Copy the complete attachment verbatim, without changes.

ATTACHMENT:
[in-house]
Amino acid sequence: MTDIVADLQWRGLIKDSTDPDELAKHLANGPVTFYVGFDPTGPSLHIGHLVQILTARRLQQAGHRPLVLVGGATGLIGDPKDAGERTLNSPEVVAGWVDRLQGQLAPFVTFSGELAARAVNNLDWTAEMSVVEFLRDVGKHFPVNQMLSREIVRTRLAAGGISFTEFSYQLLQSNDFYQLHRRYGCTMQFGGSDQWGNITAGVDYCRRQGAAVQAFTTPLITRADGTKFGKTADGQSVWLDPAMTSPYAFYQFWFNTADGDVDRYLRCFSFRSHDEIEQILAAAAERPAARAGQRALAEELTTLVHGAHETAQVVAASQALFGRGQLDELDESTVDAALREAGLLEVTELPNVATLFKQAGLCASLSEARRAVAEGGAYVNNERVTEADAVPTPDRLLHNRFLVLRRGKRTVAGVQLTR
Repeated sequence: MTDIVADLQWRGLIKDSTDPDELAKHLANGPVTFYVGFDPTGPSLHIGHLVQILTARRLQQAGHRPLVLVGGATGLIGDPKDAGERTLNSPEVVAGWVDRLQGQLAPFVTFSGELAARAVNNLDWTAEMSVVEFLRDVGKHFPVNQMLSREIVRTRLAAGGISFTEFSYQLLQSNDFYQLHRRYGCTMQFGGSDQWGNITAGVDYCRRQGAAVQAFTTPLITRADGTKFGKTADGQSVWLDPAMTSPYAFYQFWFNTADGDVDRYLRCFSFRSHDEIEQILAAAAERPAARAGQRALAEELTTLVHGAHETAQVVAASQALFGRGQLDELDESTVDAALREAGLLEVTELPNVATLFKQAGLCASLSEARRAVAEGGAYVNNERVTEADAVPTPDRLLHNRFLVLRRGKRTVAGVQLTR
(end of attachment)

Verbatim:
[in-house]
Amino acid sequence: MTDIVADLQWRGLIKDSTDPDELAKHLANGPVTFYVGFDPTGPSLHIGHLVQILTARRLQQAGHRPLVLVGGATGLIGDPKDAGERTLNSPEVVAGWVDRLQGQLAPFVTFSGELAARAVNNLDWTAEMSVVEFLRDVGKHFPVNQMLSREIVRTRLAAGGISFTEFSYQLLQSNDFYQLHRRYGCTMQFGGSDQWGNITAGVDYCRRQGAAVQAFTTPLITRADGTKFGKTADGQSVWLDPAMTSPYAFYQFWFNTADGDVDRYLRCFSFRSHDEIEQILAAAAERPAARAGQRALAEELTTLVHGAHETAQVVAASQALFGRGQLDELDESTVDAALREAGLLEVTELPNVATLFKQAGLCASLSEARRAVAEGGAYVNNERVTEADAVPTPDRLLHNRFLVLRRGKRTVAGVQLTR
Repeated sequence: MTDIVADLQWRGLIKDSTDPDELAKHLANGPVTFYVGFDPTGPSLHIGHLVQILTARRLQQAGHRPLVLVGGATGLIGDPKDAGERTLNSPEVVAGWVDRLQGQLAPFVTFSGELAARAVNNLDWTAEMSVVEFLRDVGKHFPVNQMLSREIVRTRLAAGGISFTEFSYQLLQSNDFYQLHRRYGCTMQFGGSDQWGNITAGVDYCRRQGAAVQAFTTPLITRADGTKFGKTADGQSVWLDPAMTSPYAFYQFWFNTADGDVDRYLRCFSFRSHDEIEQILAAAAERPAARAGQRALAEELTTLVHGAHETAQVVAASQALFGRGQLDELDESTVDAALREAGLLEVTELPNVATLFKQAGLCASLSEARRAVAEGGAYVNNERVTEADAVPTPDRLLHNRFLVLRRGKRTVAGVQLTR